Some of you saw my post a couple of weeks ago saying that patient accounting people aren't necessarily mad that there's now a health care bill. It seems that health care executives are taking the opposite side on this one.

In a story on Healthcare Finance News, it seems that around 3/4ths of all the executives they polled have problems with this bill. Supposedly, they believe that health care overall will suffer because of the bill.

The poll was conducted by ANM Healthcare, a health care staffing and management services company, which seems like an unlikely source to be doing a poll like this in the first place. Their study indicates that 60% of the health care executives believe the reform bill will have a detrimental effect on their facilities ability to take care of patients. It also said only 22% of the executives polled believed this bill would help their hospitals, compared to 72% who felt the other way.

So what's the problem? It seems that the hospitals against the policy believe that there will be an increased demand for services if more people have health care coverage, and that will mean hiring more nurses and clinicians to take care of the overload. To me, this isn't a quality issue; it's a monetary issue, and thus it makes the health care executives look disingenuous.

I'm going to cut them kind of a break, but only because I kind of understand, even if I believe the study came to the incorrect conclusion. What hospitals have been trying to do over the last 10 years is control costs. They've reduced staff as much as state and federal regulations will allow them to do. They try to move patients in and out as quickly as possible because it means less expenses, plus the dollars they get paid, which are paltry by comparison to other industries, go further. Hospitals like the idea of more patients and more services being done, but don't like the idea of having to increase staff to handle the overload.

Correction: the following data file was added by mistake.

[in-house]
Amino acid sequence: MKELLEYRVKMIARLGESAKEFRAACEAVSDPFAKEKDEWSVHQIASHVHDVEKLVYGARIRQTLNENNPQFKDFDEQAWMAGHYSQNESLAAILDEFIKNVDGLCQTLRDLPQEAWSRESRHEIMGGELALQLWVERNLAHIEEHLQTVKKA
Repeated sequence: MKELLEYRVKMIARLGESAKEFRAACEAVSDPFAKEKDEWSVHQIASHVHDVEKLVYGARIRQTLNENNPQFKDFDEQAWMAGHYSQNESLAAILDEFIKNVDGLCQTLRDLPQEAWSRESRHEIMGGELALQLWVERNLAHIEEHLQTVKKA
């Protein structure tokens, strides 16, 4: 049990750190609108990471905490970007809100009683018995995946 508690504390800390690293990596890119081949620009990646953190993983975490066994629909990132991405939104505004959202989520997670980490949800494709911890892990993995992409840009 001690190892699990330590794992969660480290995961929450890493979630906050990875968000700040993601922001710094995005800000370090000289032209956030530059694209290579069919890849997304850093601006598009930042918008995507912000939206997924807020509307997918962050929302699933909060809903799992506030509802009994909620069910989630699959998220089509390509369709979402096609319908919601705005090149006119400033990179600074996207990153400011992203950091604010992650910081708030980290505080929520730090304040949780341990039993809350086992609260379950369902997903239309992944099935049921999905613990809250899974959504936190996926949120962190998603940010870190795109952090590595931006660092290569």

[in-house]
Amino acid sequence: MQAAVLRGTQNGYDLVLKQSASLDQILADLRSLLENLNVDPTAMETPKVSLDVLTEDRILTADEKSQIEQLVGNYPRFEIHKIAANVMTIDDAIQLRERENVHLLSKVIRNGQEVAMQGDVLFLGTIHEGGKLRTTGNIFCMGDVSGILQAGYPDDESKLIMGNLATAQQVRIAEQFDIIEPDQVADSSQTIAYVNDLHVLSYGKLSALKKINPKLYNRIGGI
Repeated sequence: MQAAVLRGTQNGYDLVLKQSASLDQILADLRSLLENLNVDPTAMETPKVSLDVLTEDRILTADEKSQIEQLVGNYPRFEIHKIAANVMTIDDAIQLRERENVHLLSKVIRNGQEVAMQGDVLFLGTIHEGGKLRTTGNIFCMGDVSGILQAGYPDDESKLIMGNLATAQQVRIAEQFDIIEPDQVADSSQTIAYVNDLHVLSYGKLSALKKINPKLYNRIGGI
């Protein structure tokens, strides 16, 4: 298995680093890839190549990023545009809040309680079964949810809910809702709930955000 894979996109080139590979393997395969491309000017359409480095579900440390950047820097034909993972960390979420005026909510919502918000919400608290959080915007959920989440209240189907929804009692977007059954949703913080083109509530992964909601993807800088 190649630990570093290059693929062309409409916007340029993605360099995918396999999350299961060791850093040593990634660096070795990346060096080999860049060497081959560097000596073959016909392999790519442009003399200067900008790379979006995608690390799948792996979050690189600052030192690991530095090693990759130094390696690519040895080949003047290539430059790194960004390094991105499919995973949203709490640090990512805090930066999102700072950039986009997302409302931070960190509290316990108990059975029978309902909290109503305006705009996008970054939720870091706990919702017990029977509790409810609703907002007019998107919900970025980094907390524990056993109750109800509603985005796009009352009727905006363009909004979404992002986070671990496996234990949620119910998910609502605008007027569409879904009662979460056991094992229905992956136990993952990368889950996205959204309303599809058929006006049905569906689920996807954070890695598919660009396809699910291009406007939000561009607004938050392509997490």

Of course it's a ridiculous argument overall. They're speculating on something that's never been proven to occur in the past. When more people started getting insurance coverage as part of negotiated union packages, it didn't mean everyone suddenly started running to the hospital or their physicians for frivolous services.

As a matter of fact, doctors still lament that most males wait until things are at their worst before going to see a doctor, instead of giving the doctors a better chance of taking care of something before it gets worse. Doctors love patients who have the ability to pay, and many of them are ready to absorb new patients without having many worries about whether they can handle them or not; it's not like they'll all be arriving on the same day.

I think the study has either been misinterpreted, the questions asked improperly, or CEOs aren't seeing this as the monetary boom they've kind of been waiting for. Sure, some states like New Jersey live off bad debt, but states like New York don't. More money in the coffers because more people have insurance; that's the smart way to go.